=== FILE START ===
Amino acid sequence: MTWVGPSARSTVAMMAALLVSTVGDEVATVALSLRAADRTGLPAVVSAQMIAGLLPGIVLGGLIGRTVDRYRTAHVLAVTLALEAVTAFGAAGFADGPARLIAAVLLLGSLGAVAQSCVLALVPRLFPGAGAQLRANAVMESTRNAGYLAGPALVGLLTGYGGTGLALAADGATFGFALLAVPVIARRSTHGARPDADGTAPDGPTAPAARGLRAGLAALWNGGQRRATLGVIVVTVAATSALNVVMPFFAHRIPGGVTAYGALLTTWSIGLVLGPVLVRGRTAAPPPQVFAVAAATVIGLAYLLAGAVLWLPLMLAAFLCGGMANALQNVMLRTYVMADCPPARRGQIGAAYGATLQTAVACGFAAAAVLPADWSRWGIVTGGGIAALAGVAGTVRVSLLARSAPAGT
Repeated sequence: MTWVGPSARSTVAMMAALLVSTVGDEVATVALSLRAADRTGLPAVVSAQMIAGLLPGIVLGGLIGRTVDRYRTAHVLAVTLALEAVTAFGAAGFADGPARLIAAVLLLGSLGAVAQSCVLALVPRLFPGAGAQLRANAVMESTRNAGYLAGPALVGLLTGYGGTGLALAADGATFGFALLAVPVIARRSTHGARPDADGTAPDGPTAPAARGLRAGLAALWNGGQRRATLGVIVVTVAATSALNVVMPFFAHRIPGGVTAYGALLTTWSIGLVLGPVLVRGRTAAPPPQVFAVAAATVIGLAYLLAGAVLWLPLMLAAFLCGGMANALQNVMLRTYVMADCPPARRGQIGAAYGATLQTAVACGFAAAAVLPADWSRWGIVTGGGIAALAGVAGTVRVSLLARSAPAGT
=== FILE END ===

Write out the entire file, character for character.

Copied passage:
Amino acid sequence: MTWVGPSARSTVAMMAALLVSTVGDEVATVALSLRAADRTGLPAVVSAQMIAGLLPGIVLGGLIGRTVDRYRTAHVLAVTLALEAVTAFGAAGFADGPARLIAAVLLLGSLGAVAQSCVLALVPRLFPGAGAQLRANAVMESTRNAGYLAGPALVGLLTGYGGTGLALAADGATFGFALLAVPVIARRSTHGARPDADGTAPDGPTAPAARGLRAGLAALWNGGQRRATLGVIVVTVAATSALNVVMPFFAHRIPGGVTAYGALLTTWSIGLVLGPVLVRGRTAAPPPQVFAVAAATVIGLAYLLAGAVLWLPLMLAAFLCGGMANALQNVMLRTYVMADCPPARRGQIGAAYGATLQTAVACGFAAAAVLPADWSRWGIVTGGGIAALAGVAGTVRVSLLARSAPAGT
Repeated sequence: MTWVGPSARSTVAMMAALLVSTVGDEVATVALSLRAADRTGLPAVVSAQMIAGLLPGIVLGGLIGRTVDRYRTAHVLAVTLALEAVTAFGAAGFADGPARLIAAVLLLGSLGAVAQSCVLALVPRLFPGAGAQLRANAVMESTRNAGYLAGPALVGLLTGYGGTGLALAADGATFGFALLAVPVIARRSTHGARPDADGTAPDGPTAPAARGLRAGLAALWNGGQRRATLGVIVVTVAATSALNVVMPFFAHRIPGGVTAYGALLTTWSIGLVLGPVLVRGRTAAPPPQVFAVAAATVIGLAYLLAGAVLWLPLMLAAFLCGGMANALQNVMLRTYVMADCPPARRGQIGAAYGATLQTAVACGFAAAAVLPADWSRWGIVTGGGIAALAGVAGTVRVSLLARSAPAGT